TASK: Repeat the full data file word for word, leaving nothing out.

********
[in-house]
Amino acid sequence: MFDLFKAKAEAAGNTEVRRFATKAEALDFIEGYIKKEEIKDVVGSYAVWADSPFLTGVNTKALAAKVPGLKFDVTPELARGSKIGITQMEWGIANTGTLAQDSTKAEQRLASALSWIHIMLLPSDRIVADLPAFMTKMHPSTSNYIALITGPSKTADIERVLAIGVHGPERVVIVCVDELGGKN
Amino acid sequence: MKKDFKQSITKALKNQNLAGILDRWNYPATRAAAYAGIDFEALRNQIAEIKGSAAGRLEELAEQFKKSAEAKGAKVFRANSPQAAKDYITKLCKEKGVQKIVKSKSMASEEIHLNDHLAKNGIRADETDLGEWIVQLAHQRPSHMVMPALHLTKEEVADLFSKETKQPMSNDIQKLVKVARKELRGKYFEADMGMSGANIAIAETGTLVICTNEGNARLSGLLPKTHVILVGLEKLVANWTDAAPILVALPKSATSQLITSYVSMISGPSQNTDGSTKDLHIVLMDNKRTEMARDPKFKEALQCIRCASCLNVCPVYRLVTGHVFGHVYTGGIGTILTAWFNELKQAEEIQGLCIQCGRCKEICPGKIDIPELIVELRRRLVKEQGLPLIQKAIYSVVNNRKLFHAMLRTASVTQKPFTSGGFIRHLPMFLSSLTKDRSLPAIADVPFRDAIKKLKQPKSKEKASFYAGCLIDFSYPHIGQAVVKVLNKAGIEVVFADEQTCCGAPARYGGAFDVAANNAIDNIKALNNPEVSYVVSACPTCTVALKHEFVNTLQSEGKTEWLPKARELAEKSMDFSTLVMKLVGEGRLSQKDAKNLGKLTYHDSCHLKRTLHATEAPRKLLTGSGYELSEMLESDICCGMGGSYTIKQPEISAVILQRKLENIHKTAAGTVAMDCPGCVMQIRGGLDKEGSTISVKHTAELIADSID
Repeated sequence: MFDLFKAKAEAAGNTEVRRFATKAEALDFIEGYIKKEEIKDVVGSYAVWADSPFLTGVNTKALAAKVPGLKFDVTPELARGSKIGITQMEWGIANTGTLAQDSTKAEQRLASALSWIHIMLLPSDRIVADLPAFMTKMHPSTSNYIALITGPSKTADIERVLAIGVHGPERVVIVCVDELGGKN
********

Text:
[in-house]
Amino acid sequence: MFDLFKAKAEAAGNTEVRRFATKAEALDFIEGYIKKEEIKDVVGSYAVWADSPFLTGVNTKALAAKVPGLKFDVTPELARGSKIGITQMEWGIANTGTLAQDSTKAEQRLASALSWIHIMLLPSDRIVADLPAFMTKMHPSTSNYIALITGPSKTADIERVLAIGVHGPERVVIVCVDELGGKN
Amino acid sequence: MKKDFKQSITKALKNQNLAGILDRWNYPATRAAAYAGIDFEALRNQIAEIKGSAAGRLEELAEQFKKSAEAKGAKVFRANSPQAAKDYITKLCKEKGVQKIVKSKSMASEEIHLNDHLAKNGIRADETDLGEWIVQLAHQRPSHMVMPALHLTKEEVADLFSKETKQPMSNDIQKLVKVARKELRGKYFEADMGMSGANIAIAETGTLVICTNEGNARLSGLLPKTHVILVGLEKLVANWTDAAPILVALPKSATSQLITSYVSMISGPSQNTDGSTKDLHIVLMDNKRTEMARDPKFKEALQCIRCASCLNVCPVYRLVTGHVFGHVYTGGIGTILTAWFNELKQAEEIQGLCIQCGRCKEICPGKIDIPELIVELRRRLVKEQGLPLIQKAIYSVVNNRKLFHAMLRTASVTQKPFTSGGFIRHLPMFLSSLTKDRSLPAIADVPFRDAIKKLKQPKSKEKASFYAGCLIDFSYPHIGQAVVKVLNKAGIEVVFADEQTCCGAPARYGGAFDVAANNAIDNIKALNNPEVSYVVSACPTCTVALKHEFVNTLQSEGKTEWLPKARELAEKSMDFSTLVMKLVGEGRLSQKDAKNLGKLTYHDSCHLKRTLHATEAPRKLLTGSGYELSEMLESDICCGMGGSYTIKQPEISAVILQRKLENIHKTAAGTVAMDCPGCVMQIRGGLDKEGSTISVKHTAELIADSID
Repeated sequence: MFDLFKAKAEAAGNTEVRRFATKAEALDFIEGYIKKEEIKDVVGSYAVWADSPFLTGVNTKALAAKVPGLKFDVTPELARGSKIGITQMEWGIANTGTLAQDSTKAEQRLASALSWIHIMLLPSDRIVADLPAFMTKMHPSTSNYIALITGPSKTADIERVLAIGVHGPERVVIVCVDELGGKN